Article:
Of Learning and Checklists

The last six weeks or so have been full of family history learning for me.

August was Family History Month in Australia and a one-day seminar at the LDS Family History Centre at Forest Glen on 1 August was the start of lots of geneafun. For me, the stand-out speaker was Brenda Wheeler. As always the hospitality from the LDS community was excellent.

We had the second gathering of our McCorkindale cousins at Caloundra mid-August and once again all enjoyed themselves immensely. The icing on the cake was discovering new McCorkindale cousins in the UK and Australia…an tempting them to come to another gathering in 2020! As you might imagine this all kicked off a focus on our McCorkindale family who originated in Loch Awe in Argyll.

I was delighted to be able to attend the DNA Down Under session in Brisbane on 14 August and followed up with the three day intensive in Sydney from 29-31 August. Both sessions I attended were superb both in content and organisation so a huge thank you goes to Unlock the Past for this innovative program. Blaine Bettinger suggested we get a DNA Buddy to keep our feet on the ground and challenge our assumptions: straight away my genimate, TravelGenee, and I pointed at each other. I guess we’ve already been doing some of that with our coffee chat-fests. Don’t you just love it when virtual friends become real-life friends? I feel so grateful that I’ve made great friends from family history.

Since I’ve returned from Sydney I’ve been applying some of what I’ve learned, reviewing my notes and reading the 2nd edition of Blaine Bettinger’s “The Family Tree Guide to DNA Testing and Genetic Genealogy” which sold like hot cakes at the venues. Not only is Blaine an excellent speaker on matters relating to genetic genealogy, he is truly an all-round nice person. Sometimes it’s hard not to gush and be a genealogy rockstar groupie.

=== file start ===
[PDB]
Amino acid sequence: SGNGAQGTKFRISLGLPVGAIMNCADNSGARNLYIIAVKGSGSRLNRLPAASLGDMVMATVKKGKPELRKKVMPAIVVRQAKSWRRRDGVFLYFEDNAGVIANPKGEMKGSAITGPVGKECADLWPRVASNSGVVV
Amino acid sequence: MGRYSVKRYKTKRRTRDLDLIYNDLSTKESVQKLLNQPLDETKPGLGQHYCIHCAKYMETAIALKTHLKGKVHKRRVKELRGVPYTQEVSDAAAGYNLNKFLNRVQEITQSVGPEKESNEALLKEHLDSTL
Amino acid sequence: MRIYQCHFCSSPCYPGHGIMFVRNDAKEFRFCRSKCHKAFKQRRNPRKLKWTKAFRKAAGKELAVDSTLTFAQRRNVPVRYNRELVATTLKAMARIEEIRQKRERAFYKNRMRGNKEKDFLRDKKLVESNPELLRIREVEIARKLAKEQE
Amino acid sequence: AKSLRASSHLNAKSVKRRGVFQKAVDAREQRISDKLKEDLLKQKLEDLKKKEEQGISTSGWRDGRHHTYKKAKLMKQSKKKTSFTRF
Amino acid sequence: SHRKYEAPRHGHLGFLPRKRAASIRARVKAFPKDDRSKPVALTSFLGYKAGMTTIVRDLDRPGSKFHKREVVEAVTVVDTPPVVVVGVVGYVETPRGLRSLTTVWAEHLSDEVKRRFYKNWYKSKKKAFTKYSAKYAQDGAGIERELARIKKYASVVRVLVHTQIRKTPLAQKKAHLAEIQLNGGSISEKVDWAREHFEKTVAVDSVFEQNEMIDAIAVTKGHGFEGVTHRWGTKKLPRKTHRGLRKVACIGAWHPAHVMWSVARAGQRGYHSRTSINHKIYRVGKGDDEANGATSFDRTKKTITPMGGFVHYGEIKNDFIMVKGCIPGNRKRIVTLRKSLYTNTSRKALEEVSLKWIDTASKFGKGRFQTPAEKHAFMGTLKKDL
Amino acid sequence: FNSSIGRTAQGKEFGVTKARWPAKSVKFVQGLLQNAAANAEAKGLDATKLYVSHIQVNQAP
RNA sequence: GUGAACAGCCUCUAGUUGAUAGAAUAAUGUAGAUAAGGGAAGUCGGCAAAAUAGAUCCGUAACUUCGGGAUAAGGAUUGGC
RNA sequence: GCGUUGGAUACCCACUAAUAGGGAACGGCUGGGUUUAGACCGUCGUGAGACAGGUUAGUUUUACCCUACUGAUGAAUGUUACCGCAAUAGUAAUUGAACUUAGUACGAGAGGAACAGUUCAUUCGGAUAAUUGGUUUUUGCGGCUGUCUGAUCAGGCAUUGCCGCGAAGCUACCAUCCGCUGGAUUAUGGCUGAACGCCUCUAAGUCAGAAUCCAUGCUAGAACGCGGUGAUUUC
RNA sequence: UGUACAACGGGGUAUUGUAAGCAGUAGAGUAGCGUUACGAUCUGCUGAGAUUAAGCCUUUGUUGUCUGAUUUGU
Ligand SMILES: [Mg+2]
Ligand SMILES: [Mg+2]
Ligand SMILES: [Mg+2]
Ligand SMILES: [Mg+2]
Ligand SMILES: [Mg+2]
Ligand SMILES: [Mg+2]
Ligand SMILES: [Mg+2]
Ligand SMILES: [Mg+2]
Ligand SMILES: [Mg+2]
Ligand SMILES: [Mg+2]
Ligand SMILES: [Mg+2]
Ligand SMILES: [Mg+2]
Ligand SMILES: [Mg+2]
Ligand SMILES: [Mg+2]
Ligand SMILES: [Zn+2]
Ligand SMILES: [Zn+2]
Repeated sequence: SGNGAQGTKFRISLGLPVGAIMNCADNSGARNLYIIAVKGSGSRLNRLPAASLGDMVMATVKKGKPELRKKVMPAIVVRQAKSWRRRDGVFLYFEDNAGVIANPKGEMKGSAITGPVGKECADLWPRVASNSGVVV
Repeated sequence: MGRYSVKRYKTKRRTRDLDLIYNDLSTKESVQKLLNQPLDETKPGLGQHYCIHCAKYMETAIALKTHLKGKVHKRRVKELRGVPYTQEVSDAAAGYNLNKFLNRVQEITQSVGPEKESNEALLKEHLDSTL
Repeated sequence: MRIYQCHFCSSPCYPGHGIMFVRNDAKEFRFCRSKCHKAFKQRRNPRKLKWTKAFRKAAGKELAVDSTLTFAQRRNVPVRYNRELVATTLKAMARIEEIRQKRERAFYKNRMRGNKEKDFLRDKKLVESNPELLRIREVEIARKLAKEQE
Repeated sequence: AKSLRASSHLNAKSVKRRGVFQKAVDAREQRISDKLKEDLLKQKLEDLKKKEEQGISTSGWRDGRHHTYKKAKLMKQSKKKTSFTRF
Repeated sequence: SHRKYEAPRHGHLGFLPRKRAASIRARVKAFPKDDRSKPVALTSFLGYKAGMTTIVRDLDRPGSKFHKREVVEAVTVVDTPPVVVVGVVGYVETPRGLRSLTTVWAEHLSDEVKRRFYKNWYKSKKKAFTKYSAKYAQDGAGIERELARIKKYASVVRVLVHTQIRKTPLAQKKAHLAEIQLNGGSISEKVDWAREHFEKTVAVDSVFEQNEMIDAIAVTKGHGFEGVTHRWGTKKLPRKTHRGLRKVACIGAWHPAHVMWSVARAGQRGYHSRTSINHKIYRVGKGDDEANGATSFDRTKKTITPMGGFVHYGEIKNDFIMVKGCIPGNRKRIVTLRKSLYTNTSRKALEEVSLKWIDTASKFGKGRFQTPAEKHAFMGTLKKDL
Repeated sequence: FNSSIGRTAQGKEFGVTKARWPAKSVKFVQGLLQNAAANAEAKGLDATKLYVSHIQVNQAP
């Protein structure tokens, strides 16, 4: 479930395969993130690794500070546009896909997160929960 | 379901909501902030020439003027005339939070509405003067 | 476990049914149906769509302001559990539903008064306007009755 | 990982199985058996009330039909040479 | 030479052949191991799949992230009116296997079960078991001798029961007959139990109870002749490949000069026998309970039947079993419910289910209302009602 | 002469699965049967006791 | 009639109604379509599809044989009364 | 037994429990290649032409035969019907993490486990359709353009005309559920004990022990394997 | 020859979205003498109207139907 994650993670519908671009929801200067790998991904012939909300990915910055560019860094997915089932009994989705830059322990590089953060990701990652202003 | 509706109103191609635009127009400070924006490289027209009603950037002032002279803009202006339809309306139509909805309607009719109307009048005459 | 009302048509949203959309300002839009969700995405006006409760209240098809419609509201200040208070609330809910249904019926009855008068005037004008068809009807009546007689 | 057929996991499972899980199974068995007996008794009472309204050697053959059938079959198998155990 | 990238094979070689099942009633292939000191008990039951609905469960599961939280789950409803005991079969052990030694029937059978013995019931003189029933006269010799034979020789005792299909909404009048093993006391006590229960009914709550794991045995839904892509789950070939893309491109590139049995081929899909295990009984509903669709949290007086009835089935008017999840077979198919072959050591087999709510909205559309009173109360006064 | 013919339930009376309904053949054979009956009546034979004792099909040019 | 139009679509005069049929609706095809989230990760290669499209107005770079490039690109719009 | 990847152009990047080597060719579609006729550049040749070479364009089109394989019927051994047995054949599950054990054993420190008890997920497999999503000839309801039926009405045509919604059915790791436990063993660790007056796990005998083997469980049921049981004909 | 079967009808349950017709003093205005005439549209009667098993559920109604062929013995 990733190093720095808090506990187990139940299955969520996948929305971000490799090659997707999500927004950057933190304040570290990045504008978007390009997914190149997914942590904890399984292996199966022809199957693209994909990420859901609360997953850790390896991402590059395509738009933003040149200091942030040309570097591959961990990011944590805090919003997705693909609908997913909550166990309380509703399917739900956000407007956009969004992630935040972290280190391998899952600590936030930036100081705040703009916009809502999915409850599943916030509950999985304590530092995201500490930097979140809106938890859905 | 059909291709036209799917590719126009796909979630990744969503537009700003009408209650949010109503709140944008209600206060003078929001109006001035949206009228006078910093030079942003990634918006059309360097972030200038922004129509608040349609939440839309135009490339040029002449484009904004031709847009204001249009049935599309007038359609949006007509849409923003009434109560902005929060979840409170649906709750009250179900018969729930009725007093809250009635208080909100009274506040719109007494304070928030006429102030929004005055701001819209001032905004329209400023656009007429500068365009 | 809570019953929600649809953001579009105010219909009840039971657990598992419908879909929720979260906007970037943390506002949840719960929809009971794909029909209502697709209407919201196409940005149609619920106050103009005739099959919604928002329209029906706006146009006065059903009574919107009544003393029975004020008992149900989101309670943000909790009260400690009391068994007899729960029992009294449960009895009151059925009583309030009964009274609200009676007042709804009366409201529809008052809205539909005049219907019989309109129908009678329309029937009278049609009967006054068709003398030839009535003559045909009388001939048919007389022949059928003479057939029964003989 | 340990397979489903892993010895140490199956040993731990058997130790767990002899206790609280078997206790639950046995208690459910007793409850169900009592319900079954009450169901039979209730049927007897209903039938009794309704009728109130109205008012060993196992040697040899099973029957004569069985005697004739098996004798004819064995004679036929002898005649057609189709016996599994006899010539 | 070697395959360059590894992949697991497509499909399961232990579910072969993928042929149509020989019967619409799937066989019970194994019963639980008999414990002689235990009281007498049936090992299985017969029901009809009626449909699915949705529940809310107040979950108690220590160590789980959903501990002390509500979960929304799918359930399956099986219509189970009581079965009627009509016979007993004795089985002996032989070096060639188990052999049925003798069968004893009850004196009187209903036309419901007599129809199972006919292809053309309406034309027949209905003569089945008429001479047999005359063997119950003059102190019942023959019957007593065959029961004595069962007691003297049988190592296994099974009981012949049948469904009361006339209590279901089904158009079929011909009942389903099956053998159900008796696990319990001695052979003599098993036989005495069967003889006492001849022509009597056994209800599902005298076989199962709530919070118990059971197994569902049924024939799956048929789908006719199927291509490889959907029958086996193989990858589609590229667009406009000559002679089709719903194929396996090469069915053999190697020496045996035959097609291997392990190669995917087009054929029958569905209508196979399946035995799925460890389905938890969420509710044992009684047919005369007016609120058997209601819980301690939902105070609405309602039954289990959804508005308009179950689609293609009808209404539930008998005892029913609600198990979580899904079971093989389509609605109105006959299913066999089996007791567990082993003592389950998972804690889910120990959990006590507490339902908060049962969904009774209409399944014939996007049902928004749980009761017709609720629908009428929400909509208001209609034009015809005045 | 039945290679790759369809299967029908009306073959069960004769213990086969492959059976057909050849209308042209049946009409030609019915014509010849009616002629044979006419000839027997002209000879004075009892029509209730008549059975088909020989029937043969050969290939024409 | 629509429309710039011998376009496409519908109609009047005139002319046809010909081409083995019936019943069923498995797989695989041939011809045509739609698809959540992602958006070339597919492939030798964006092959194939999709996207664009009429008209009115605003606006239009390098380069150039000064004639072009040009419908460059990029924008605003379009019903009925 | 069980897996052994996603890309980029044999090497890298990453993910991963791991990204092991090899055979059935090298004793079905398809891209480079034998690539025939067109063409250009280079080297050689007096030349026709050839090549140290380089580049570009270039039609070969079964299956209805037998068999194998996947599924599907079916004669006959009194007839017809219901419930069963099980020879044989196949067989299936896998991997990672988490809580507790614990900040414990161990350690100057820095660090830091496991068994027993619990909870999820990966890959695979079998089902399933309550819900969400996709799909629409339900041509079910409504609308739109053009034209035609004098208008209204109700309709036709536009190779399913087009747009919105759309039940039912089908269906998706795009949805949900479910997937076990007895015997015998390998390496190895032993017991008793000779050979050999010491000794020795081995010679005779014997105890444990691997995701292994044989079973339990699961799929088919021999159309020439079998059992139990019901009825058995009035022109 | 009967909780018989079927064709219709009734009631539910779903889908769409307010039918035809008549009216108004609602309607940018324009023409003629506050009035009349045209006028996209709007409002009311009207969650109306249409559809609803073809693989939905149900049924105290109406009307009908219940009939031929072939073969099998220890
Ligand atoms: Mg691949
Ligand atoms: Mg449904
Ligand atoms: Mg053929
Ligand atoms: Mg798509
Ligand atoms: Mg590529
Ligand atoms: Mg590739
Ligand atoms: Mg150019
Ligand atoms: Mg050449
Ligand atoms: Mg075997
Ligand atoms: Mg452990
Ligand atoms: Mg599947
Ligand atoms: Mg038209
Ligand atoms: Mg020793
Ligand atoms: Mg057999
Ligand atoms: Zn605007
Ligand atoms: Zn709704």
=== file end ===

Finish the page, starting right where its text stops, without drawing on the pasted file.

Between the two DNA events I enjoyed another gathering of the Brisbane Blarney Group at a pub in Brisbane hosted by genimate Crissouli. The focus is on those with Irish heritage and it’s always fun and more so as you get to know each other.

While in Sydney I scheduled some research time at the NSW State Archives at Kingswood where I did some McCorkindale research and got great assistance from the archivists with some tricky problems. More on that another time.

The last ten days have been real-life family history, spending time with the living family in Darwin and getting in lots of grandchild cuddles.

Yesterday I was privileged to be on a panel with Janice Cooper, Bob McAllister and Doug Moss at the Fridays @ QFHS seminar. Our topic was “Researching, Organising and Filing your Family History”. This was the second session on this topic in 2019. The main advantage of having a panel format for this topic as the variety of responses and strategies hopefully strike a chord with the attendees….no one way will suit everyone and as I said “my way may not be your way”. I also recommended The Organised Genealogist Facebook group as a great opportunity to discover a wide variety of strategies. As always I learned something too, and picked up clues and tips of my own, especially from Janice’s One Place Study strategies.

PD60004885_000-RootsTech19-1200x1200_LondonThe seminar also provoked me to finally do something I’ve been planning for some time: a checklist of research for family history – yours or mine. No doubt I’ve forgotten or just omitted some sources/strategies so feel free to let me know what you think should be added. I’ve included the file on this blog here.